Bates Motel Season 4 Episode 10 – TV Review
But we can still count on a traditional bombastic Bates Motel finale, right?
Everything has changed.
TL;DR Bates Motel eschews its typical finale moments to instead cover Norman’s final death of innocence, and evolution into Norman Bates, Psycho; Romero grieves and rages, but is stopped from going after Norman by a DEA technicality arrest; Dylan is sadly excised; Apparition Norma is here to stay.
Any Vera Farmiga is all I need.
Norma Bates is dead. But Norman Bates isn’t going to accept that. Despite outwardly acknowledging the fact of her death, Norman spends his time this episode patiently waiting for Norma to return to him. The line blurs between whether he expects Apparition Norma, real Norma, or if he can even tell the difference. Meanwhile, Romero, incredulous that the investigating detective thinks Norma committed an attempted murder/suicide (her goodby note to Romero doesn’t help), tries to deal with his grief by setting out to prove Norman is in fact guilty. His search does yield clues, but when Norman tries to keep Romero from Norma’s funeral, he decides to pull out his season finale move of shooting the villain to death. But the DEA swoop in just in time to arrest him for the paltry crime of lying about not having a relationship with Rebecca. Cheap. Without opposition (Dylan calls from his new place and Norman doesn’t even tell him Norma’s dead), and growing anxious, Norman digs up Norma’s dead body, but is still unable to accept she’s gone. A timely visit from a concerned Chick, of all people, gives Norman the push to accept reality, and he elects to run upstairs and eat a bullet (the poor kid needs to eat something. He’s so thin). But it’s a Christmas miracle, after all, as Norman stops when he hears music floating up from the piano downstairs. And there he finds Norma, ready and waiting for him.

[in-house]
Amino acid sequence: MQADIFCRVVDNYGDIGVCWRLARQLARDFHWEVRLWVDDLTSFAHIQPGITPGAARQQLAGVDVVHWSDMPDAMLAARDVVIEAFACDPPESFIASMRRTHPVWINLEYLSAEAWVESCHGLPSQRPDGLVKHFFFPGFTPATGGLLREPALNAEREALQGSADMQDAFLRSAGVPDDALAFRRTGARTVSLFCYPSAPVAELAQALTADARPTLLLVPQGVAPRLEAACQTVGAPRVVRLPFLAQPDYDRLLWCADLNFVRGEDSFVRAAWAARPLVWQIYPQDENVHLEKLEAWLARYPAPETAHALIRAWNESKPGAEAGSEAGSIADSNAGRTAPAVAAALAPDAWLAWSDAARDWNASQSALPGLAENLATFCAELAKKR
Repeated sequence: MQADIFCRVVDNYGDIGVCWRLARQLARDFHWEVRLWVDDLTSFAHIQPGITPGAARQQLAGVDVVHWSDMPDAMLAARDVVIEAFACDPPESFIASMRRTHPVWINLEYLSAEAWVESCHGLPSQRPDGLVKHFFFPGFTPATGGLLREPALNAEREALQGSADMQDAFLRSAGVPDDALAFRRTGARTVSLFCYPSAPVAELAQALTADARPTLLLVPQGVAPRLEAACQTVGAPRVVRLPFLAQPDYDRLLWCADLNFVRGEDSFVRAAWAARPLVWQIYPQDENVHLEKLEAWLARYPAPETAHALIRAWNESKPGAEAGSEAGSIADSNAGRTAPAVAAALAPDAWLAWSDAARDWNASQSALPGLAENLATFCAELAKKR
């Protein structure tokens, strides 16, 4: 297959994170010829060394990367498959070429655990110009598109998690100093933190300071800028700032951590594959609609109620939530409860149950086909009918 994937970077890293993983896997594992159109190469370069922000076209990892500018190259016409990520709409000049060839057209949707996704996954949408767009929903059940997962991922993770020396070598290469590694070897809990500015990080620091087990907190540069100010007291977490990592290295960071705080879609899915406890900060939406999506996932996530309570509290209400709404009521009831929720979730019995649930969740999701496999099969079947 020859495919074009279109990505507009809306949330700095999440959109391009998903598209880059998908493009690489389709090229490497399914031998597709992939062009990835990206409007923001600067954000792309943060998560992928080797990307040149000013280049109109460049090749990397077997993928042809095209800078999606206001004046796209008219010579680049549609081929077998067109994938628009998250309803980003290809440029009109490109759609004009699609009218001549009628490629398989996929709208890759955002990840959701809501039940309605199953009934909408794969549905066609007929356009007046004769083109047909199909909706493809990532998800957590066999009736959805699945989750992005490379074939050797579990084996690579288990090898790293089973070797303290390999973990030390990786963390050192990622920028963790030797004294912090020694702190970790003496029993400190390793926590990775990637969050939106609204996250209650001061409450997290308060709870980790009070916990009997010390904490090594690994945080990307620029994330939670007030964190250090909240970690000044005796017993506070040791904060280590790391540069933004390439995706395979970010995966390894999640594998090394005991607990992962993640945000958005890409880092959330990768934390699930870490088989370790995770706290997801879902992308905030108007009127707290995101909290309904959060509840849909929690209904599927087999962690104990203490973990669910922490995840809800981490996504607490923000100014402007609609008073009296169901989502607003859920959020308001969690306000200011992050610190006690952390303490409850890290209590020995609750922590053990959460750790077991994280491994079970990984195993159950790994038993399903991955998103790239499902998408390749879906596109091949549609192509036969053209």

What a relief. A morbid, unsettling relief.
I haven’t been shy about my dislike of this season. As a raving Bates Motel True Believer for years now, I honestly didn’t appreciate the slower, narrower approach we’ve gotten with Season 4. It left Emma and Dylan out in the cold (and this episode is a stark example of that) and put the brakes on the psychopathy we saw Norman exhibit a year ago when he killed Bradley.
But as a farewell to Norma and Norman Bates as we know them, I’ll commend this finale.
Now let’s hope this status quo change sticks.
Why I hate this episode:
Three times was more than a coincidence, but I was hoping we’d get yet another finale where Romero shoots the villain dead to really cement the fact that Bates Motel is aware that it’s a pattern. But then the villain, I suppose, is Norman. And with Season 5 already greenlit, we couldn’t kill Norman. So Romero’s gun goes unemptied.
And it turns out Rebecca really was only included to get Romero arrested on some bullshit technicality. What a waste of Jaime Ray Newman.
I’m disappointed that we don’t get to see Dylan and Emma’s reactions to Norma’s death. They would have been heartbreaking.
The team of funeral directors who work on Norma’s funeral get a strangely large amount of screentime. Unless they’re being set up to be important for next season, that’s time that could have gone to Dylan and Emma.